Green Your Life

Talking about amazing eco-friendly products and access to my online Wikaniko shop.

Dirty Shirts

2 Comments

Soap Nuts

Soap Nuts – probably the most natural way to wash clothes

I am a Newbie at the school gates, it is sometimes a little daunting to start new conversations with other mums or dads, especially those who already seem to know each other and have been pounding the pavement to the school gate for years.

However, today I did strike a conversation with another mum, exclaiming how hard it was to get the food stains out of my daughters shirt.  I have to admit to being a little-bit astounded (and at a loss for words – not a common event) when she replied “these shirts are so cheap, I often don’t bother cleaning them I just get a new one!”

Now, this perhaps should  have been a good time for me to go into rant mode on the sweatshops that go into making such cheap school uniform and probable child labour too.  Not to mention all the pesticides used to grow the cotton and the damage done to the environment for her just to throw the shirt away if it was stained.

I could have also ranted on about the toxic chemicals in many laundry detergents, all to acquire the ‘Whiter than White’ look.

Sadly I didn’t.  I was at a loss.  I couldn’t believe my ears.

A fabulous alternative to  chlorine bleaches

A fabulous alternative to chlorine bleaches

So yes, I do wash my daughters shirts and no I don’t use high-chemical laundry detergents.

Mostly I use soap nuts. Sometimes I make a soapnut laundry liquid.  I also use Laundry Oxygen Bleach to soak them in to help removed stains and sometimes as a rub for persistent stains.  For fragrance I use essential oils I like – often rosemary and lavender for the main wash and Tea Tree for the nappies.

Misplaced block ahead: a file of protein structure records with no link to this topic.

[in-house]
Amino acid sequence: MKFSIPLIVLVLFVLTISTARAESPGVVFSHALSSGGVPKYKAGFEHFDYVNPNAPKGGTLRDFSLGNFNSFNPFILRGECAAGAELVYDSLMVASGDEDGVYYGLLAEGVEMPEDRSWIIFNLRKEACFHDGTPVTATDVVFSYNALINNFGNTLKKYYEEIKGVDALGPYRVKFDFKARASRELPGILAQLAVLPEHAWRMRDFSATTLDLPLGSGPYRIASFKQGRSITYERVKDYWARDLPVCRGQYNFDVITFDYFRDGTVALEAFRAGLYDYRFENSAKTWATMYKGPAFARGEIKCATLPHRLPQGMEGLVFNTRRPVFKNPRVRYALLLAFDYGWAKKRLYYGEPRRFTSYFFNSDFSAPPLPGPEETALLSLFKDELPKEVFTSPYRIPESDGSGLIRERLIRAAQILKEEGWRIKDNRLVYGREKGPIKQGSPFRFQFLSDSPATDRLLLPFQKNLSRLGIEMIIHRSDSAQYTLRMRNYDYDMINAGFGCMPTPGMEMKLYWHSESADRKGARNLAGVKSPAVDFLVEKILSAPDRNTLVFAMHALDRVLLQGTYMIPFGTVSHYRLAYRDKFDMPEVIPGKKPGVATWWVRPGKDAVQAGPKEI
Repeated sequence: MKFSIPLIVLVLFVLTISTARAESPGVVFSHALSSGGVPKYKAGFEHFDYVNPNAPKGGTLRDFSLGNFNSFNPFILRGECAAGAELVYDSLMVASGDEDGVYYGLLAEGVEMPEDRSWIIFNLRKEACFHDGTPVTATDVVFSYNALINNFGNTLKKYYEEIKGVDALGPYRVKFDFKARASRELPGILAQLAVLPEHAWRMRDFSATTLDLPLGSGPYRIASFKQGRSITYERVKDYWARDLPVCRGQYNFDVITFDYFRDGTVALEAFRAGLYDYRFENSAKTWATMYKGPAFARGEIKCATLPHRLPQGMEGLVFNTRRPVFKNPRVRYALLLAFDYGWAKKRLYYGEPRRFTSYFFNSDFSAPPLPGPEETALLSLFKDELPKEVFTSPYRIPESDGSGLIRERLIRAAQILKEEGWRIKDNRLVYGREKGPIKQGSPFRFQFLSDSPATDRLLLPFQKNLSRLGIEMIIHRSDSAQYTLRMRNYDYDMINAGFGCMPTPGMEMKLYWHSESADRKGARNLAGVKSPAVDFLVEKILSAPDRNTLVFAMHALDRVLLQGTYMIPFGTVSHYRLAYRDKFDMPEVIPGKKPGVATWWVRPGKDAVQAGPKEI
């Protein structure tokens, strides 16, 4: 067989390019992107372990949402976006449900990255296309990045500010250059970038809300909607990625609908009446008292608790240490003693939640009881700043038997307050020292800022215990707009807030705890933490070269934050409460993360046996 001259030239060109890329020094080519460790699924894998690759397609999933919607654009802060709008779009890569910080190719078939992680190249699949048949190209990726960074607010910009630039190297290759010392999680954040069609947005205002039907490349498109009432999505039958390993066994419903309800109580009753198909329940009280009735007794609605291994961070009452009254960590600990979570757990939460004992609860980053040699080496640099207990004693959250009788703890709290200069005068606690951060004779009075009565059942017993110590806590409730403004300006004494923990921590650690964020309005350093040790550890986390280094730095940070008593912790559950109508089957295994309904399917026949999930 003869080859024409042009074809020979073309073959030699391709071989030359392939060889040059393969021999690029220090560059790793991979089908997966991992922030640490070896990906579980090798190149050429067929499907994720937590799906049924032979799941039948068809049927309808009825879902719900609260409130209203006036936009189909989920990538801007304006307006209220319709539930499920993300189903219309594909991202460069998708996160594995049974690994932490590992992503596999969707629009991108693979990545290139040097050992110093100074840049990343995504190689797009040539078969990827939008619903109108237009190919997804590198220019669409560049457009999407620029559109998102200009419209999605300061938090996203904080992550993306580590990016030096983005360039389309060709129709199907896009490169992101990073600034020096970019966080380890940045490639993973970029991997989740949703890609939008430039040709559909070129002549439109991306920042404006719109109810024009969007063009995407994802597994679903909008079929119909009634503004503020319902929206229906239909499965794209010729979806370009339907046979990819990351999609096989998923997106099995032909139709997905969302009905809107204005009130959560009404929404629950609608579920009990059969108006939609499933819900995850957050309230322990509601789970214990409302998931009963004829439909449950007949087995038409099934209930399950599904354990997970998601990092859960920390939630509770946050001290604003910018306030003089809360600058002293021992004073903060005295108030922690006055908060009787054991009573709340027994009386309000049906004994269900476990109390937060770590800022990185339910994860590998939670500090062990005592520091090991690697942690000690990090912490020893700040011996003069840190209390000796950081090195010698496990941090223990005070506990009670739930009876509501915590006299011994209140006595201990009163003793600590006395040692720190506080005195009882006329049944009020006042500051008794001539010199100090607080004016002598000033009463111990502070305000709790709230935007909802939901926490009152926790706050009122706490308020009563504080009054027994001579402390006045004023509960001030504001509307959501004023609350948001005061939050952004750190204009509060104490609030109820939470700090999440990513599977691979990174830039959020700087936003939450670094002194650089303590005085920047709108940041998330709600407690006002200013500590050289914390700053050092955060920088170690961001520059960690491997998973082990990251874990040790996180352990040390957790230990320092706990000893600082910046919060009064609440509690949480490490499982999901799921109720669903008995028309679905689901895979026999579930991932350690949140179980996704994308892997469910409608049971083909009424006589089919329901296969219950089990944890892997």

Sometimes, really hard to shift stains don’t shift.  Does that matter?  No, I don’t think so.  My daughter is 4 & 3/4.  She is a messy eater, loves messy play, painting, getting dirty and generally having fun.  So what if her school shirt is not whiter than white with no stains on it?

Besides, almost all of her school clothes are second-hand and so come with a certain amount of wear and tear.

If I send my child to school in pristine clothes, will they worry about messing them up, getting some dirt on them or perhaps something ripping?  Will this hinder her from running, painting, playing with messy stuff and generally having fun?

Possibly.

So – to my mind, school clothes are essentially play clothes!

Though I’m not sure all teachers would agree.

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Author: ecomumof2

I am a mum of 2 children, currently 8 and 4.5. We Home Educate and enjoy a wide range of activities - many of which involve being outdoors.

2 thoughts on “Dirty Shirts

  1. I find the most effective way of removing stains from most clothing, but particularly school shirts, is sunshine! Not that we’ve seen a great deal of that recently… When my babies were in washable nappies I was always delighted at how brilliant, after couple of hours of direct sunlight, they would look. They would go out grey and potentially stained various shades of mustard and come back white with no hint of what had been there before. Jane

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